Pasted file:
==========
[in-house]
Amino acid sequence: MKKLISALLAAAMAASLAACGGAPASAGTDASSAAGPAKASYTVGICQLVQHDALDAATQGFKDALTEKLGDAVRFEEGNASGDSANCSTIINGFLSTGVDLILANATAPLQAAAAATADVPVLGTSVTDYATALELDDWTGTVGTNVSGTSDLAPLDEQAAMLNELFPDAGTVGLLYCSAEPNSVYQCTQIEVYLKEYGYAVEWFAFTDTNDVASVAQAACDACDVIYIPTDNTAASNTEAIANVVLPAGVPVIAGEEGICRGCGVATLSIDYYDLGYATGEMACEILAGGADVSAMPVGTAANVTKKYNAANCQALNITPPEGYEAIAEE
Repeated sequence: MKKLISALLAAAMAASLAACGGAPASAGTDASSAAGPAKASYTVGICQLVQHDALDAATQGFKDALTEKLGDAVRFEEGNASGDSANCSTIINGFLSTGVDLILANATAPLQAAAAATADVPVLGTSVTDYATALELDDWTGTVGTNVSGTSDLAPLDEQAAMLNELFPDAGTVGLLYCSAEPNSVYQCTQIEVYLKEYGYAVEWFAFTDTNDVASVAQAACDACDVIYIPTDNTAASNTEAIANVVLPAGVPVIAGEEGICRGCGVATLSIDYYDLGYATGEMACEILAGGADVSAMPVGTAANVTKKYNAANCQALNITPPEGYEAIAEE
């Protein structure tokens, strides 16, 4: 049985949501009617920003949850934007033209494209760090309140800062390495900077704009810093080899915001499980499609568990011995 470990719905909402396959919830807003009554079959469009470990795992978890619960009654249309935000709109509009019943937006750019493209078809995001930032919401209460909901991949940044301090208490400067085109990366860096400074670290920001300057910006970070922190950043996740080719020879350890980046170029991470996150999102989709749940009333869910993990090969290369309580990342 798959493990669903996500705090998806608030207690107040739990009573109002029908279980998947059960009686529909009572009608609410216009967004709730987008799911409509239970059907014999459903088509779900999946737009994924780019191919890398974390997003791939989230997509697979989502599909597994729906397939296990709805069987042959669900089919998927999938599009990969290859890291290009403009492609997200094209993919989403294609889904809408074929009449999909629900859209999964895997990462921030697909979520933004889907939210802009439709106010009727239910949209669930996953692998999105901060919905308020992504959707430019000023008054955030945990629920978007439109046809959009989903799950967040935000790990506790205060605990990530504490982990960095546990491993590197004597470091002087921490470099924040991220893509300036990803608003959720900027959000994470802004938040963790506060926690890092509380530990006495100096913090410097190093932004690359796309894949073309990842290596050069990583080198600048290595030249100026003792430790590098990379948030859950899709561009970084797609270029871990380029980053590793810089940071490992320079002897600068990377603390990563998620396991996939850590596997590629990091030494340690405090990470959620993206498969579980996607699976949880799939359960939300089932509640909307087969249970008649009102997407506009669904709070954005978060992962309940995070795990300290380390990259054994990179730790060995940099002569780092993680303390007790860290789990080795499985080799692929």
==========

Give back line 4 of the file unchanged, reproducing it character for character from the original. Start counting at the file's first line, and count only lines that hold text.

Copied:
């Protein structure tokens, strides 16, 4: 049985949501009617920003949850934007033209494209760090309140800062390495900077704009810093080899915001499980499609568990011995 470990719905909402396959919830807003009554079959469009470990795992978890619960009654249309935000709109509009019943937006750019493209078809995001930032919401209460909901991949940044301090208490400067085109990366860096400074670290920001300057910006970070922190950043996740080719020879350890980046170029991470996150999102989709749940009333869910993990090969290369309580990342 798959493990669903996500705090998806608030207690107040739990009573109002029908279980998947059960009686529909009572009608609410216009967004709730987008799911409509239970059907014999459903088509779900999946737009994924780019191919890398974390997003791939989230997509697979989502599909597994729906397939296990709805069987042959669900089919998927999938599009990969290859890291290009403009492609997200094209993919989403294609889904809408074929009449999909629900859209999964895997990462921030697909979520933004889907939210802009439709106010009727239910949209669930996953692998999105901060919905308020992504959707430019000023008054955030945990629920978007439109046809959009989903799950967040935000790990506790205060605990990530504490982990960095546990491993590197004597470091002087921490470099924040991220893509300036990803608003959720900027959000994470802004938040963790506060926690890092509380530990006495100096913090410097190093932004690359796309894949073309990842290596050069990583080198600048290595030249100026003792430790590098990379948030859950899709561009970084797609270029871990380029980053590793810089940071490992320079002897600068990377603390990563998620396991996939850590596997590629990091030494340690405090990470959620993206498969579980996607699976949880799939359960939300089932509640909307087969249970008649009102997407506009669904709070954005978060992962309940995070795990300290380390990259054994990179730790060995940099002569780092993680303390007790860290789990080795499985080799692929």